At the age of 16, with $16 in his pocket, Earl T. Allen Jr. left Van Buren, Ark., to live with his sister in Fort Worth.
In the 60 years since, Allen has been CEO of a successful national manufacturing company, he and wife Jean raised a son and a daughter, and his family traveled the world and vacationed on the various vessels he has docked over the years at Lake Texoma.
But second only to stories about his grandchildren, Earl Allen sparkles most when he talks about his time at the Greater East Dallas Chamber of Commerce.
“It’s the involvement,” Allen says in his chamber office at Caruth Plaza.
“There are so many wonderful people and organizations connected to this chamber. I so enjoy being of service to them.”
And service is nothing new to Allen. He has been a civic leader on a variety of educational and charity boards throughout his career. For most of last year, Allen volunteered, again, full-time as president of the chamber and was recently appointed to the position by the chamber’s board.
When Pete Sessions started his term as chairman of the chamber’s board January 1993, he was faced with the resignation of the chamber’s past president and not enough funds to fill the position full-time. Allen came on to help out and has been at the chamber since.
“Earl Allen is a generous man, and we are grateful to have him step in as president,” Sessions says.
For Allen, stepping in to help out was a sort of homecoming.
“It was a pleasure returning to the Greater East Dallas Chamber because it’s like a second home,” says Allen, a two-term past president and nine-year board member.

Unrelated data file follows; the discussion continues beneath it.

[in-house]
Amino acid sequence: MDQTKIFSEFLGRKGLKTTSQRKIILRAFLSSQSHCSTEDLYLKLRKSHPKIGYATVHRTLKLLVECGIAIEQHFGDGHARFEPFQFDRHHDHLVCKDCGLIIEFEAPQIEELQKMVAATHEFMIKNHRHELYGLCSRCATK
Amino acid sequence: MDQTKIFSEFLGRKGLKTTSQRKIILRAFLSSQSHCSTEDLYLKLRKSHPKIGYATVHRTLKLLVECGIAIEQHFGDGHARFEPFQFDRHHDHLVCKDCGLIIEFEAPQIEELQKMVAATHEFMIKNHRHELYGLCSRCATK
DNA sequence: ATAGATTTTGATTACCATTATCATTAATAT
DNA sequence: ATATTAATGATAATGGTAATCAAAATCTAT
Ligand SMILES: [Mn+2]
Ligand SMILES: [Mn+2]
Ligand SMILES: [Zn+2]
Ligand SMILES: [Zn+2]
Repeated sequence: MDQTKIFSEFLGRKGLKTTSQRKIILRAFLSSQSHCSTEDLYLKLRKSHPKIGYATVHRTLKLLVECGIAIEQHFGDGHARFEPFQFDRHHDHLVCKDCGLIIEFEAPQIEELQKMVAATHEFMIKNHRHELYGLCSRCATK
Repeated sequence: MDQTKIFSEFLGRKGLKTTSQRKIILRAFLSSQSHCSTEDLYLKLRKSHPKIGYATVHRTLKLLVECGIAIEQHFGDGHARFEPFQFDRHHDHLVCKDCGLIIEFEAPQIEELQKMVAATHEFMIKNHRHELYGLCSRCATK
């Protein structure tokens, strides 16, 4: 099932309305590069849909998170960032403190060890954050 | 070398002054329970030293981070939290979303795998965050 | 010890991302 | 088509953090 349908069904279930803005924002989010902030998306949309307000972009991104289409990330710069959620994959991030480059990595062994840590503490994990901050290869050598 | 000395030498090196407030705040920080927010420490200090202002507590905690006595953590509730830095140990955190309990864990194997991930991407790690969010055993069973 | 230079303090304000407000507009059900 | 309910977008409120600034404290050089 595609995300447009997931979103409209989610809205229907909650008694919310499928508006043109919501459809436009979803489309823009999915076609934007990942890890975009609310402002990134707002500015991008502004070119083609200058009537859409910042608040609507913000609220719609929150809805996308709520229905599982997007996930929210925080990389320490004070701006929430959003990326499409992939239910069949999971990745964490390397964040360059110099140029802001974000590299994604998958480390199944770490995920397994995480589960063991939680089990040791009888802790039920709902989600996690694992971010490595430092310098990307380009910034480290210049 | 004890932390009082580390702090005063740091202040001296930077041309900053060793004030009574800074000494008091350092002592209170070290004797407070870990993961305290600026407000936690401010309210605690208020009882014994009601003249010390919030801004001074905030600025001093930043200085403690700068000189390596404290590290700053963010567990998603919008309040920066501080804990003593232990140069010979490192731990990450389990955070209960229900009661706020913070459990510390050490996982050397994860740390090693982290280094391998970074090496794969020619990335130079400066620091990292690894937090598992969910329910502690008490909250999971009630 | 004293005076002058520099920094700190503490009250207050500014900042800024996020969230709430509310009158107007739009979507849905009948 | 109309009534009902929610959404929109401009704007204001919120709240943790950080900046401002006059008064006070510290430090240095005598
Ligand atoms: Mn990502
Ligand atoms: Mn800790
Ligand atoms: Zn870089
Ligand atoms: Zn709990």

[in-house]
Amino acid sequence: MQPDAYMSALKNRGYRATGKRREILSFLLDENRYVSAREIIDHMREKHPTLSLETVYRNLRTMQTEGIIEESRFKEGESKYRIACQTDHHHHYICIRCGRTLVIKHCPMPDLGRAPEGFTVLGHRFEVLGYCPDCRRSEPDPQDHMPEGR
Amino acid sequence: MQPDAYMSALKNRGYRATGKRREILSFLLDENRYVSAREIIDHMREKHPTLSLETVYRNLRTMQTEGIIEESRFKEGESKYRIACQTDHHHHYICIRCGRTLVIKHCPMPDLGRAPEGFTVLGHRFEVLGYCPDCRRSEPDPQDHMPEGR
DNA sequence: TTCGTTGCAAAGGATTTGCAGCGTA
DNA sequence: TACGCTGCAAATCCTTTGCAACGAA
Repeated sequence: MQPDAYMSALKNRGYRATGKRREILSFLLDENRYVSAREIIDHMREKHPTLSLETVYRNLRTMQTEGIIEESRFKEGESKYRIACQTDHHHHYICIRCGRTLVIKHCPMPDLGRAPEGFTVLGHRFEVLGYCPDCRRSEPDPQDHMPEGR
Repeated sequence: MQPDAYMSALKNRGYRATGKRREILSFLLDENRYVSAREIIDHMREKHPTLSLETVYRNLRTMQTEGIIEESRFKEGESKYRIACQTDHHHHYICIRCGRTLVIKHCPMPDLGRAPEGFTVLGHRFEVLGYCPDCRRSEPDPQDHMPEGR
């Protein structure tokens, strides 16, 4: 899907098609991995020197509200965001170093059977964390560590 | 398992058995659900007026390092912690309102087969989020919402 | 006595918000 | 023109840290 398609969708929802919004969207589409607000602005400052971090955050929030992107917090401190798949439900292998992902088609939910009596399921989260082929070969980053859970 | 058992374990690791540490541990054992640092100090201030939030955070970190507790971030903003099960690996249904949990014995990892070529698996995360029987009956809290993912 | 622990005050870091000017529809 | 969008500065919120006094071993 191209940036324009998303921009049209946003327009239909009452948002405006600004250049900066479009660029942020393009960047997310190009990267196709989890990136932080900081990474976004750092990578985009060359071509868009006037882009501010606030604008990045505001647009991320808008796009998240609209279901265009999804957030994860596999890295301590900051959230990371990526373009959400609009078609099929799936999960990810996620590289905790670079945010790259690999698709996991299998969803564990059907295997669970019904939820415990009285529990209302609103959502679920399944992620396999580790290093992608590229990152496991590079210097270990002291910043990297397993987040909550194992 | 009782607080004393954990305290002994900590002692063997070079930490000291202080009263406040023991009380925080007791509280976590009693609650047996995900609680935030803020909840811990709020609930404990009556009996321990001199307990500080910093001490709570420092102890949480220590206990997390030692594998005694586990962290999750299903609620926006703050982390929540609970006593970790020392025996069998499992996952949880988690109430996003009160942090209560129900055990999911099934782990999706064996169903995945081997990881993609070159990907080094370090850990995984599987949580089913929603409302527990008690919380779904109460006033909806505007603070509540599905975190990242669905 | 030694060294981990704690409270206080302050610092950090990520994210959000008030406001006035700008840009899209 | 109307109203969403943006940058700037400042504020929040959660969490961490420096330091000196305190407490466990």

After 45 years of a “wonderful marriage,” Allen’s wife died two years ago after a series of complications from an automobile accident. They had just purchased their second dream home with an indoor pool.
“Jean was an exceptional girl. Just before we met, she had graduated from the University of Texas with a major in physics and a minor in chemistry,” he says.
“I used to tease her about cooking our first meal on a Bunsen burner.”
In the late 1930s, he attended TCU and earned his tuition by typing in the administrative offices. He was twice elected student body president and was editor of the campus newspaper.
“Then Uncle Sam hired me, and I spent the next several years in the South Pacific with naval duties attached to the Marines,” Allen says.
After his military service, Allen returned to Fort Worth and started a professional career.
“I began a small company selling banking supplies, traveling to the county seats throughout the Southwest by bus,” Allen says.
“Over the years, the bankers would complain about the design of their banks, so I began devising renovation plans for bank lobbies,” Allen says.
“Quality woods were hard to come by then because of the war effort, but I could always get what I needed from Dallas Showcase Company, founded in 1880, owned by Mr. Coerver.”
Allen eventually bought the company, later named Coerver Industries, and moved to Dallas from Fort Worth in 1953. The company’s lavish interiors and cabinetry of wood and glass are in hotels and banks throughout the nation – even at the National Library of Congress in Washington, D.C.
“I’m very proud of the work we did in Washington,” Allen says. “Many of America’s most important documents are encased by our products.”
After selling the company in 1985, Allen joined the Fidelity Bank of Dallas as director of marketing and business development. He recently retired from Fidelity.
Allen’s free time is spent with his daughter, Rebecca Archer, a chief nurse in Fort Worth, and her family, which includes two grandchildren.
Allen’s son, Richard, also in the manufacturing business, lives in Dallas with his wife, and their son is in college.
“I have been blessed with a wonderful family and a very nice career,” Allen says.
“It’s been just terrific to give back to the community through the Greater East Dallas Chamber.”